• 36. Dias, Danilo R.
    et al.
    Leles, Claudio R.
    Lindh, Christina
    Malmö högskola, Faculty of Odontology (OD).
    Ribeiro-Rotta, Rejane F.
    The effect of marginal bone level changes on the stability of dental implants in a short-term evaluation2015In: Clinical Oral Implants Research, ISSN 0905-7161, E-ISSN 1600-0501, Vol. 26, no 10, p. 1185-1190Article in journal (Refereed)
    Abstract [en]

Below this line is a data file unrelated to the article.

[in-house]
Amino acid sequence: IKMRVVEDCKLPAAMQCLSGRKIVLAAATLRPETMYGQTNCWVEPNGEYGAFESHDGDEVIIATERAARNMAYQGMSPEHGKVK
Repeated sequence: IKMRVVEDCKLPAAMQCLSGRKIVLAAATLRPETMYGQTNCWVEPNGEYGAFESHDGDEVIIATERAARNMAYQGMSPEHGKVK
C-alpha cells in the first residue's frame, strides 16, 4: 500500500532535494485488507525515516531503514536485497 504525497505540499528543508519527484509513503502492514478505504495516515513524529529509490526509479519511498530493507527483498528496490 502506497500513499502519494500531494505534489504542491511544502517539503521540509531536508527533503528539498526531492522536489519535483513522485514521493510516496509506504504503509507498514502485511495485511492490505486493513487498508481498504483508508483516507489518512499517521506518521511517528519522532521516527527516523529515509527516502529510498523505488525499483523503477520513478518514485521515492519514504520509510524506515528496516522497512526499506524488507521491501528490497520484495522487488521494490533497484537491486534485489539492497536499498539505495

ObjectivesTo evaluate whether changes in marginal bone level (MBL) around implants, in sites with different bone types, affect the over time implant stability measured by resonance frequency analysis (RFA). Material and methodsSeventy-eight implants were inserted into jawbones of 32 patients using a two-stage surgical protocol, and implant bone sites were grouped according to the Lekholm and Zarb bone classification. The implant stability quotient (ISQ) was measured by RFA at four time points: implant placement, uncovering, rehabilitation, and at 1-year follow-up after loading. The MBL was measured on periapical radiographs at uncovering and at 1-year follow-up. Percent change in bone level was calculated based on the difference between the implant length and height from the crestal bone level to the implant apex. Descriptive statistics, Pearson's correlation, and repeated-measures ANOVA were used for data analysis. ResultsSignificant improvement of ISQ was found between implant insertion and uncovering surgery (P<0.001), while no significant changes were detected throughout the remaining follow-up period. The greatest improvement of ISQ was observed for bone type 4, compared with the other groups (P<0.001). Percent change in bone level had no effect on longitudinal measures of ISQ (P=0.337). The ISQ difference between uncovering and 1year after loading was not correlated with percent change in bone level (r=0.16; P=0.157). ConclusionThere was increased implant stability after implant placement, but it was not affected by changes in marginal bone level during the first year of loading.